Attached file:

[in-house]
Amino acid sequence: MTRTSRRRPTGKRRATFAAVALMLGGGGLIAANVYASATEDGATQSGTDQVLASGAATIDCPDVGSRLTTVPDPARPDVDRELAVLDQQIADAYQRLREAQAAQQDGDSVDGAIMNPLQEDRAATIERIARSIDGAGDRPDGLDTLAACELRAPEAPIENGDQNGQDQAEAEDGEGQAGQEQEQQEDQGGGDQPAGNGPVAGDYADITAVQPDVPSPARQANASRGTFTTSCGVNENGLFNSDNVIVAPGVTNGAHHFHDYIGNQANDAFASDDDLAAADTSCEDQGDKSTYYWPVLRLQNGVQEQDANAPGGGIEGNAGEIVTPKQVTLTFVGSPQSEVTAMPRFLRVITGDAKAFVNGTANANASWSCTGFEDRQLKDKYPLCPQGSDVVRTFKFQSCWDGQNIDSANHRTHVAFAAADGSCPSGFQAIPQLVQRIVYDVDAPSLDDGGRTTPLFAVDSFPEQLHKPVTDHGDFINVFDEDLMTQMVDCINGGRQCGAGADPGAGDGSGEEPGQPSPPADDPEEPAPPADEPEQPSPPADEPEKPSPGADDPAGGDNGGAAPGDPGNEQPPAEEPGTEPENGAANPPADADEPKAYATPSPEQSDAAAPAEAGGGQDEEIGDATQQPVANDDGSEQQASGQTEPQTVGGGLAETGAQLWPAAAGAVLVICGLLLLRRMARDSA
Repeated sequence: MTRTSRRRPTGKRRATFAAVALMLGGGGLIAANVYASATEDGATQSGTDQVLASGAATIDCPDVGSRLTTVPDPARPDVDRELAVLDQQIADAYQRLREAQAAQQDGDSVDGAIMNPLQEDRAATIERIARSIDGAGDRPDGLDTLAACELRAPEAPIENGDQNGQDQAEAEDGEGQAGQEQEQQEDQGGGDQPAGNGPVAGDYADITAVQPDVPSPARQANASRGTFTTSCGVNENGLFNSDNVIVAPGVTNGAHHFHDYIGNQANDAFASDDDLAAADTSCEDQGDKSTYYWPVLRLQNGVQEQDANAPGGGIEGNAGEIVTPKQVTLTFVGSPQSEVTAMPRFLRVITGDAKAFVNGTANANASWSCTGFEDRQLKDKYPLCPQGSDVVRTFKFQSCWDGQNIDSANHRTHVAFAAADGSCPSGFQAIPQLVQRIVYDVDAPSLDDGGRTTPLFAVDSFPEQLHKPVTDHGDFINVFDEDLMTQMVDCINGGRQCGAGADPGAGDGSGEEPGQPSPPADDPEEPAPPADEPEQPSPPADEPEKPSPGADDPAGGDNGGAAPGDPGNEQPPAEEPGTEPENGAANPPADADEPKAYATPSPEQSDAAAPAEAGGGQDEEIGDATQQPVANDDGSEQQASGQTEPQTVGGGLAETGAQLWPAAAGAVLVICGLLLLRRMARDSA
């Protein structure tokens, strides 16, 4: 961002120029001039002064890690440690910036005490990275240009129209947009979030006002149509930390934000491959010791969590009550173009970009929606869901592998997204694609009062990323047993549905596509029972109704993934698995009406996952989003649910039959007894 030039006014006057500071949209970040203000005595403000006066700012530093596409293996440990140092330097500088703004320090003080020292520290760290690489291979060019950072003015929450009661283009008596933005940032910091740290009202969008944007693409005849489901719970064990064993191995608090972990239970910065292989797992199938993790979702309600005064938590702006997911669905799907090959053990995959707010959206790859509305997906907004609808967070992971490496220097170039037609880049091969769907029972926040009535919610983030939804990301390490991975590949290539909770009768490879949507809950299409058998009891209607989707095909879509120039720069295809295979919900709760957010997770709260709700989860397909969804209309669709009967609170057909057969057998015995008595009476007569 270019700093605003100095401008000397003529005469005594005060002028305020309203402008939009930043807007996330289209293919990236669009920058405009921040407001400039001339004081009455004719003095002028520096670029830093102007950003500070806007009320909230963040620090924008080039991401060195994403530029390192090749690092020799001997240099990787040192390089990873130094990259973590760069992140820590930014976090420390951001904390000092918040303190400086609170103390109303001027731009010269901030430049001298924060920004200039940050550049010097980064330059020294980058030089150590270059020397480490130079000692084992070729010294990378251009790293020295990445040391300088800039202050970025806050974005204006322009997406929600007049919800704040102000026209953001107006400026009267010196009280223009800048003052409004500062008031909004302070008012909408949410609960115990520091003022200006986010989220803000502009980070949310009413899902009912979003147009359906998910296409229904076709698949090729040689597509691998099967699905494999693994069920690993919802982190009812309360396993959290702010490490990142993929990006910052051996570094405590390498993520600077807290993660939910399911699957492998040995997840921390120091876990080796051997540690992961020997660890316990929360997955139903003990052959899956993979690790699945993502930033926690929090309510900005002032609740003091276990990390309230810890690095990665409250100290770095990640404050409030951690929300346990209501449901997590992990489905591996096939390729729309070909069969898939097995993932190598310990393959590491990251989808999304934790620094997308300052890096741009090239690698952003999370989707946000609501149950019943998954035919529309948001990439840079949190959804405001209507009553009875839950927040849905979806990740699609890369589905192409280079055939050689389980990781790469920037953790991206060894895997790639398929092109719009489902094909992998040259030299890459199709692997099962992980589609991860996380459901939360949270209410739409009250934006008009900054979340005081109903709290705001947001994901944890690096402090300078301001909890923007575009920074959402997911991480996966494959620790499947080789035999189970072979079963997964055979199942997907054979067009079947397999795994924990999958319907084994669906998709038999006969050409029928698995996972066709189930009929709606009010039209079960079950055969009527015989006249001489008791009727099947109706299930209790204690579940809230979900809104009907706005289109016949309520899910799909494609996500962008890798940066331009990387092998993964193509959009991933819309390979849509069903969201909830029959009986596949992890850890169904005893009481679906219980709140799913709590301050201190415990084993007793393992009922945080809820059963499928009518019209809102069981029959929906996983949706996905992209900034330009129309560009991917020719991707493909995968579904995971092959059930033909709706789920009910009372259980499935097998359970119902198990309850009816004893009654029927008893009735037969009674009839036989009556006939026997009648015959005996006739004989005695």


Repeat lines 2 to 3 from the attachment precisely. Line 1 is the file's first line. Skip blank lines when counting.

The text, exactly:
Amino acid sequence: MTRTSRRRPTGKRRATFAAVALMLGGGGLIAANVYASATEDGATQSGTDQVLASGAATIDCPDVGSRLTTVPDPARPDVDRELAVLDQQIADAYQRLREAQAAQQDGDSVDGAIMNPLQEDRAATIERIARSIDGAGDRPDGLDTLAACELRAPEAPIENGDQNGQDQAEAEDGEGQAGQEQEQQEDQGGGDQPAGNGPVAGDYADITAVQPDVPSPARQANASRGTFTTSCGVNENGLFNSDNVIVAPGVTNGAHHFHDYIGNQANDAFASDDDLAAADTSCEDQGDKSTYYWPVLRLQNGVQEQDANAPGGGIEGNAGEIVTPKQVTLTFVGSPQSEVTAMPRFLRVITGDAKAFVNGTANANASWSCTGFEDRQLKDKYPLCPQGSDVVRTFKFQSCWDGQNIDSANHRTHVAFAAADGSCPSGFQAIPQLVQRIVYDVDAPSLDDGGRTTPLFAVDSFPEQLHKPVTDHGDFINVFDEDLMTQMVDCINGGRQCGAGADPGAGDGSGEEPGQPSPPADDPEEPAPPADEPEQPSPPADEPEKPSPGADDPAGGDNGGAAPGDPGNEQPPAEEPGTEPENGAANPPADADEPKAYATPSPEQSDAAAPAEAGGGQDEEIGDATQQPVANDDGSEQQASGQTEPQTVGGGLAETGAQLWPAAAGAVLVICGLLLLRRMARDSA
Repeated sequence: MTRTSRRRPTGKRRATFAAVALMLGGGGLIAANVYASATEDGATQSGTDQVLASGAATIDCPDVGSRLTTVPDPARPDVDRELAVLDQQIADAYQRLREAQAAQQDGDSVDGAIMNPLQEDRAATIERIARSIDGAGDRPDGLDTLAACELRAPEAPIENGDQNGQDQAEAEDGEGQAGQEQEQQEDQGGGDQPAGNGPVAGDYADITAVQPDVPSPARQANASRGTFTTSCGVNENGLFNSDNVIVAPGVTNGAHHFHDYIGNQANDAFASDDDLAAADTSCEDQGDKSTYYWPVLRLQNGVQEQDANAPGGGIEGNAGEIVTPKQVTLTFVGSPQSEVTAMPRFLRVITGDAKAFVNGTANANASWSCTGFEDRQLKDKYPLCPQGSDVVRTFKFQSCWDGQNIDSANHRTHVAFAAADGSCPSGFQAIPQLVQRIVYDVDAPSLDDGGRTTPLFAVDSFPEQLHKPVTDHGDFINVFDEDLMTQMVDCINGGRQCGAGADPGAGDGSGEEPGQPSPPADDPEEPAPPADEPEQPSPPADEPEKPSPGADDPAGGDNGGAAPGDPGNEQPPAEEPGTEPENGAANPPADADEPKAYATPSPEQSDAAAPAEAGGGQDEEIGDATQQPVANDDGSEQQASGQTEPQTVGGGLAETGAQLWPAAAGAVLVICGLLLLRRMARDSA